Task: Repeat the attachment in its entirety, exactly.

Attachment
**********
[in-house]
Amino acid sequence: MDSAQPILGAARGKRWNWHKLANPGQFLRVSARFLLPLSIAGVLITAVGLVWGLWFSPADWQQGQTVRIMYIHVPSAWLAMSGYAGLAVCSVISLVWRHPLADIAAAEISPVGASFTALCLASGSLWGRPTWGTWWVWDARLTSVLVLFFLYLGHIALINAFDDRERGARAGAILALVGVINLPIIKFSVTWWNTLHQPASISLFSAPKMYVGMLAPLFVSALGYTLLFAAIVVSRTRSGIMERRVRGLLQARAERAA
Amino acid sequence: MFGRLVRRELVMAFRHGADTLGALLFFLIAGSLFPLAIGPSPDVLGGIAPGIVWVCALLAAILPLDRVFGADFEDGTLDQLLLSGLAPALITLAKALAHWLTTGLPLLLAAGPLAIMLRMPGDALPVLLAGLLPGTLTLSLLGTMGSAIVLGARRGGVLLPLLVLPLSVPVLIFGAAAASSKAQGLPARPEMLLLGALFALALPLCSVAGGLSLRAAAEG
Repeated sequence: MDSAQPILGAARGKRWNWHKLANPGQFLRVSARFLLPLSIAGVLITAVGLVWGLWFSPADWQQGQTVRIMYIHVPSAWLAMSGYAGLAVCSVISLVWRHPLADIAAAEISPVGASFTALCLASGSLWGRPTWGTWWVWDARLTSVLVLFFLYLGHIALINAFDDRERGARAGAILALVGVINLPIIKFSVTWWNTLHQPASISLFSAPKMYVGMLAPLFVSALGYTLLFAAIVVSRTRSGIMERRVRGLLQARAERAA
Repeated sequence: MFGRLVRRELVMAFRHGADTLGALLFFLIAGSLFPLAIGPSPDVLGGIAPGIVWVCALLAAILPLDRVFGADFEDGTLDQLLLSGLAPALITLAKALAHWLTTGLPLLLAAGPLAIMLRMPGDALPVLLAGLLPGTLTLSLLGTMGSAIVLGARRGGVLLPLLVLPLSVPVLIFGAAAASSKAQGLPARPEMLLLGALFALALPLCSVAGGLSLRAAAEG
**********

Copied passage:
[in-house]
Amino acid sequence: MDSAQPILGAARGKRWNWHKLANPGQFLRVSARFLLPLSIAGVLITAVGLVWGLWFSPADWQQGQTVRIMYIHVPSAWLAMSGYAGLAVCSVISLVWRHPLADIAAAEISPVGASFTALCLASGSLWGRPTWGTWWVWDARLTSVLVLFFLYLGHIALINAFDDRERGARAGAILALVGVINLPIIKFSVTWWNTLHQPASISLFSAPKMYVGMLAPLFVSALGYTLLFAAIVVSRTRSGIMERRVRGLLQARAERAA
Amino acid sequence: MFGRLVRRELVMAFRHGADTLGALLFFLIAGSLFPLAIGPSPDVLGGIAPGIVWVCALLAAILPLDRVFGADFEDGTLDQLLLSGLAPALITLAKALAHWLTTGLPLLLAAGPLAIMLRMPGDALPVLLAGLLPGTLTLSLLGTMGSAIVLGARRGGVLLPLLVLPLSVPVLIFGAAAASSKAQGLPARPEMLLLGALFALALPLCSVAGGLSLRAAAEG
Repeated sequence: MDSAQPILGAARGKRWNWHKLANPGQFLRVSARFLLPLSIAGVLITAVGLVWGLWFSPADWQQGQTVRIMYIHVPSAWLAMSGYAGLAVCSVISLVWRHPLADIAAAEISPVGASFTALCLASGSLWGRPTWGTWWVWDARLTSVLVLFFLYLGHIALINAFDDRERGARAGAILALVGVINLPIIKFSVTWWNTLHQPASISLFSAPKMYVGMLAPLFVSALGYTLLFAAIVVSRTRSGIMERRVRGLLQARAERAA
Repeated sequence: MFGRLVRRELVMAFRHGADTLGALLFFLIAGSLFPLAIGPSPDVLGGIAPGIVWVCALLAAILPLDRVFGADFEDGTLDQLLLSGLAPALITLAKALAHWLTTGLPLLLAAGPLAIMLRMPGDALPVLLAGLLPGTLTLSLLGTMGSAIVLGARRGGVLLPLLVLPLSVPVLIFGAAAASSKAQGLPARPEMLLLGALFALALPLCSVAGGLSLRAAAEG